Depending on where the market closes on Monday, the S&P 5001 could end up flat on the month and the quarter. It hasn’t been without its ups and downs, at one point having a peak-to-trough draw-down of a little over 6% in August (FastTrack data).
Smaller cycles like these can be more difficult to work with when trying to find a bigger trend-based move to latch on to.
These cycles led to a change that was implemented this year across most of our investment strategies. We believe it to be more effective to plan entry points based on cycles, rather than arbitrary dates like the first of the month.
We are currently on our shorter-term sell signal, meaning we’re holding new deposits until the short-term signal says to buy again. Usually these signals (or cycles, really) last 3 to 6 weeks, so potentially we could see a good buy signal to get more aggressive near the end of October.
That also aligns with the six-month calendar cycle (that begins with the popular phrase “Sell in May”) and usually ends around Halloween. You can learn about the basics of this cycle here. Jeffrey Hirsch has also done extensive work on this cycle, and you can geek out on his data here. Our takeaway is that, like any set of investing rules, they don’t work all the time. But when they have a high probability of working, they are worth referencing. This is why our investment models tend to be less aggressive during the summer months and more aggressive during the winter and spring.
On the Interest Rate front, the Federal Reserve again lowered rates by another 0.25% on the 18th of September. We think it is possible they are getting ahead of themselves, but even so, there is the potential to get a short-term boost in the stock market from this move. The concern is that interest rate cuts are usually used to help the economy in tough times. If the Fed does too much cutting now, it leaves them with less ability to slow down a recession when it eventually gets here.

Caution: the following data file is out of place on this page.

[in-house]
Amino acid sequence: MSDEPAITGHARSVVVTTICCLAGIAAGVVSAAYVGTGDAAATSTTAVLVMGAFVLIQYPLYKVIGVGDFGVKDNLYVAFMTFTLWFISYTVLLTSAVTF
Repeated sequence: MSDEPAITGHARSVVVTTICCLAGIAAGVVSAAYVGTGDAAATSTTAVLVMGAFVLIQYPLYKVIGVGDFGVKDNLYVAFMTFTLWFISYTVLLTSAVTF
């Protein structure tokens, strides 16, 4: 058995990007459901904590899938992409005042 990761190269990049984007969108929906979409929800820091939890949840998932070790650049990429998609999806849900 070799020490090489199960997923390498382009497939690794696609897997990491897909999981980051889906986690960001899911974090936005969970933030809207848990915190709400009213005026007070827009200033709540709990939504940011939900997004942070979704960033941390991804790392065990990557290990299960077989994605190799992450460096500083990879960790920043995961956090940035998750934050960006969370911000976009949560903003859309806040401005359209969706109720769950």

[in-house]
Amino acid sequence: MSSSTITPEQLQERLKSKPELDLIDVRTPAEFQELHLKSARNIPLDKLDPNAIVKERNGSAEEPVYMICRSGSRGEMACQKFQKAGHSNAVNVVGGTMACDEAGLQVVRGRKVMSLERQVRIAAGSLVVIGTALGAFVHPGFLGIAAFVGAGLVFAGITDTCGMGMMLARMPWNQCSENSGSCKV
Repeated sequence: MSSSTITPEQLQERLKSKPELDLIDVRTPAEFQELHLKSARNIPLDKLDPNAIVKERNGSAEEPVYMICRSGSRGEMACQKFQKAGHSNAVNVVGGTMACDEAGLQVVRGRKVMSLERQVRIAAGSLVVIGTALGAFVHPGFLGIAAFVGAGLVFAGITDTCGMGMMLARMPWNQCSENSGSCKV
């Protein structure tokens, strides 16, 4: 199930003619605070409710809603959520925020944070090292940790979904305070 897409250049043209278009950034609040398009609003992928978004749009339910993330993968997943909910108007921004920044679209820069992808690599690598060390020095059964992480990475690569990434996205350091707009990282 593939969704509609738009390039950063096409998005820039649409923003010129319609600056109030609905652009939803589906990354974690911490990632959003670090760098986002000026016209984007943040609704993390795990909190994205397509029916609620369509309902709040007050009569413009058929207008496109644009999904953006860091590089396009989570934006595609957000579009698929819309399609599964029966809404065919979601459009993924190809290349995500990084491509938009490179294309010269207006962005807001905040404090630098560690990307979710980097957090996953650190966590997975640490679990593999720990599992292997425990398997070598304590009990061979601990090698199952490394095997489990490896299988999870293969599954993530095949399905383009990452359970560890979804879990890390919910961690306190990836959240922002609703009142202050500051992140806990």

The S&P 500 still has not closed above the highs made at the end of July. My Twitter call remains valid. However, the Interest Rate intervention could take out those highs. Again, I hope my call is wrong.
There is an interesting perception that the market is having a great year so far, and if you take 2019 out of context it would appear true. However, when you look at the past 15 months, you can see (below) that the S&P 500 has barely gone beyond where it was about one year ago (blue line shows the highs reached in 2018). And the past 6 months have mostly been messy while making minimal progress. We’re still hoping for a break-out, in any direction.
Wishing everyone a safe and fun autumn. We’ll be here watching the market with great interest, as always.
1 The Standard and Poor’s 500 is an unmanaged, capitalization-weighted benchmark that tracks broad-based changes in the U.S. stock market. This index of 500 common stocks is comprised of 400 industrial, 20 transportation, 40 utility, and 40 financial companies representing major U.S. industry sectors. The index is calculated on a total return basis with dividends reinvested and is not available for direct investment.
2 Charts are for informational purposes only and are not intended to be a projection or prediction of current or future performance of any specific product. All financial products have an element of risk and may experience loss. Past performance is not indicative of future results.